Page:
First of all, I want to congratulate you for getting your offer accepted by the seller. Because any selling agent (agent that represents the buyer) these days work extra harder to get their buyers offers accepted. I am saying that because it is a seller's market now. Meaning there are a lot of buyers and not enough properties on the market for sale.
Anyways, your situation is quite simple, if your agent is experienced and are aware of this situation, he/she should have you sign a standard real estate form called the - Extension of Time and send it to the listing agent and seller to request for more time. That should be done days ahead of the contingencies due date and should not wait until the due date to allow time for the seller to have the form sign and send it back to you and your agent. I have done this for my buyers many times in many transactions due to various reasons. My personal experiences is 99% of the time sellers are willing to sign the form, as long as they feel you (the buyer) are sincere about purchasing their property.
As for you being concern about the listing agent giving you the notice to perform. It is unlikely that will happen because it is the listing agent and the seller who are unable to help the appraiser gain access to the property. It is also not uncommon that the tenant are not cooperative. Things should still work out eventually as long as all parties have the same goal.
Hope my answer is helpful to you and that you can work things out and move on with your purchase.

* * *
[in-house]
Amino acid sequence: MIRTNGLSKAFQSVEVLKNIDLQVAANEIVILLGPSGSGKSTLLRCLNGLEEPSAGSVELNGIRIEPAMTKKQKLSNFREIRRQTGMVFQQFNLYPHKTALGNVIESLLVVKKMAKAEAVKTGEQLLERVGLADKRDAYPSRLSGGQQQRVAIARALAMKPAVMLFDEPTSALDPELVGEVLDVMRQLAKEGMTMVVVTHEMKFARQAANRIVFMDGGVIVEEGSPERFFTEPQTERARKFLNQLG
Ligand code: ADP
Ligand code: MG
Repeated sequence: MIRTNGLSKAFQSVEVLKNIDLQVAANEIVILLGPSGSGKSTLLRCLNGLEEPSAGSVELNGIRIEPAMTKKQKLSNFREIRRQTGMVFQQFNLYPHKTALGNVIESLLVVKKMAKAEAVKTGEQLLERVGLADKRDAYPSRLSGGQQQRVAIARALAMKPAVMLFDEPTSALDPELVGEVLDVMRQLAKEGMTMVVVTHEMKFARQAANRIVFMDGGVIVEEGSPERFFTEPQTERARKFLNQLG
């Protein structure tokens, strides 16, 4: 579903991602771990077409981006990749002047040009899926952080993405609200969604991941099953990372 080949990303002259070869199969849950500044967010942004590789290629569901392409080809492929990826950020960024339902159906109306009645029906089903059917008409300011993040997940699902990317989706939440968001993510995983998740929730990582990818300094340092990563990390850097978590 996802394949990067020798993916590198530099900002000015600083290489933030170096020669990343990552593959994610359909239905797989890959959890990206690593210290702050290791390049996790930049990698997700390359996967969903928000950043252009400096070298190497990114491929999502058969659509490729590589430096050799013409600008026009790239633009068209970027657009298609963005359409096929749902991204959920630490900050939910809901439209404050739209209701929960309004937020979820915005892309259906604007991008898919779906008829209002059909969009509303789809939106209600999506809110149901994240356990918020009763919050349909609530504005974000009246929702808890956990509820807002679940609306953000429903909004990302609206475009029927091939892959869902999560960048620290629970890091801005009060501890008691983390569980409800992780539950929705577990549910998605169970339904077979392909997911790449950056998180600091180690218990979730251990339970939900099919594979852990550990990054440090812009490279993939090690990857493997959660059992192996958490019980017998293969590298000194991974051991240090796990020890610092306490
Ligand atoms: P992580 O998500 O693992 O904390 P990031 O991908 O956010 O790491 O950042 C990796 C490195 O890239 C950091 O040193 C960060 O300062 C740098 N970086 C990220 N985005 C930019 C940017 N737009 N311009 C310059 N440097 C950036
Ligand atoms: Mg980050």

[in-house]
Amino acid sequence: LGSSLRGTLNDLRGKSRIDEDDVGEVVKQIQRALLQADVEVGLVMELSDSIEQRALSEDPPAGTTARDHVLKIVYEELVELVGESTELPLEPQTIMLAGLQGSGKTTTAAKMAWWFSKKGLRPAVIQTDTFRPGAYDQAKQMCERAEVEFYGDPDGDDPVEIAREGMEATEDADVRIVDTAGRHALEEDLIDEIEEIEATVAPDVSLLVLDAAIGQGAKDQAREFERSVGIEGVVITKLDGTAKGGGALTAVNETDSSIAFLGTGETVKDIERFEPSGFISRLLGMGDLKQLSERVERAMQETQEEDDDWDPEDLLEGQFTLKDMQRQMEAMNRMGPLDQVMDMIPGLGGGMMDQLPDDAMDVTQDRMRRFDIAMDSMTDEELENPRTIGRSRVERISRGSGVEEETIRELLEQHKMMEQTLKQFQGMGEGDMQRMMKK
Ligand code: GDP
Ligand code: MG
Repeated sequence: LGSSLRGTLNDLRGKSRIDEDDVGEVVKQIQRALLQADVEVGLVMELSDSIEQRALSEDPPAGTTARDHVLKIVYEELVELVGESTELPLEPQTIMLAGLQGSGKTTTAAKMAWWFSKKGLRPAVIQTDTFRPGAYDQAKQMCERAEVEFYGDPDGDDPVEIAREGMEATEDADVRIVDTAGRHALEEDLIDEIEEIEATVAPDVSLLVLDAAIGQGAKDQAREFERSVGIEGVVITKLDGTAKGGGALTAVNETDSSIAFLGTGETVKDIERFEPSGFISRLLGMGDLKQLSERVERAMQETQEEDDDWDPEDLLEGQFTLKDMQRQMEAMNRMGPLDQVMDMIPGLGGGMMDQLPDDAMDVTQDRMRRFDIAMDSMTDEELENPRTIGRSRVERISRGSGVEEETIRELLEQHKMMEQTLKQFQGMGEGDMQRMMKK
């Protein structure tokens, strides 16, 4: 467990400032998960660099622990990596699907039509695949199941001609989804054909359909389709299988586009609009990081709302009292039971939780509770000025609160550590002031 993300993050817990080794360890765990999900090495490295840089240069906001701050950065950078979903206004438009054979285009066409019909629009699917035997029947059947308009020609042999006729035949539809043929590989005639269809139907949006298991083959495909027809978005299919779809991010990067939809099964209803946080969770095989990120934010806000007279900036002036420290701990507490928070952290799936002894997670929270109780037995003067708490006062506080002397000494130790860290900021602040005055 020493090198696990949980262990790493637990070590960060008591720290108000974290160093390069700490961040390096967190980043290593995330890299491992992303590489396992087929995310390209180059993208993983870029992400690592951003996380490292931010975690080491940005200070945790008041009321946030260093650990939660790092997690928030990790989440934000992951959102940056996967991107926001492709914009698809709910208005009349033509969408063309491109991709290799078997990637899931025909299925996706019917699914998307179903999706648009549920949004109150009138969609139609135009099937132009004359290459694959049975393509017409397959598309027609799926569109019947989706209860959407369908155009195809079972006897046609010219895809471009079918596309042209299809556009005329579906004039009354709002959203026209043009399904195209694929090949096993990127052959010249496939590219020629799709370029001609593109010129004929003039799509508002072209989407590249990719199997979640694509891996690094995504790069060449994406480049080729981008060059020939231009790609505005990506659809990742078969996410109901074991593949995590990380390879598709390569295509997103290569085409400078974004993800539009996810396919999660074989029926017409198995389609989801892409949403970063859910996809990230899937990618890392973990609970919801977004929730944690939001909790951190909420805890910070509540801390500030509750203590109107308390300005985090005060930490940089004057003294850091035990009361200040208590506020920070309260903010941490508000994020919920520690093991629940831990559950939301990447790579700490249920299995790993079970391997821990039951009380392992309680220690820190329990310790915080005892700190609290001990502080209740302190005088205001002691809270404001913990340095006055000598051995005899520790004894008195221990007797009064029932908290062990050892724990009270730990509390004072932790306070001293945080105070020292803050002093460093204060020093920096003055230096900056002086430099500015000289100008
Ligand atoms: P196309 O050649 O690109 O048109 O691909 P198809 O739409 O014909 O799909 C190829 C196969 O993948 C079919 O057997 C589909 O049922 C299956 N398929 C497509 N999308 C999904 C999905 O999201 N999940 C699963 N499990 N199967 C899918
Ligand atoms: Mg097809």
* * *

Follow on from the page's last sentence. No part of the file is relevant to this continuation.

Without seeing the contract, generally speaking the appraiser has to be able to see the home. There is an appraisal contingency int he purchase contract. What I don't know is if you waived that contingency when you bought your home.
If you don't have an agent, speak to a real estate attorney to know your rights.
I believe a little patience may be your best move; providing the Seller with a notice to perform may just elevate the Seller's stress level to a point where it makes things worse.
Seek first to understand, and then be understood. Meaning, have your Agent find out the specific reason why the Appraiser has not been able to access the property and what the Seller is suggesting to remedy the issue ( I'm wondering if the tenants are on a mo.-to-mo. or a lease).
Once you find out what the issue is this Landlord/Tenant Guide may come in handy:
(Marked page 50-51 may be in play)
Your goal is to make this property your own and you probably do not want to re-start your search, nor do you be subject to an even higher purchase price on the next property (I assume your area is also a â€œSellerâ€™s Marketâ€ right now with prices escalating?).
Hope your realtor is constantly following up with the listing agent...and if that fails, to contact the broker.
It is the seller's and the listing agent's responsibility to provide access so that you can complete your own contingencies
If anything, your realtor you pursue issuing notice for seller to perform.
Since this has put your own schedules in jeopardy, you should also request an extension, and make sure you clearly state the reason for the extension.
I think it would be highly unlikely they would send you a Notice to Perform in this instance. That being said, you should still be proactive on this matter. First, verify with your lender that an appraiser has been assigned to the file and has attempted to make contact with the listing agent. If that has occurred, then have your agent contact the listing agent immediately for a status on the appraisal.
Best of luck!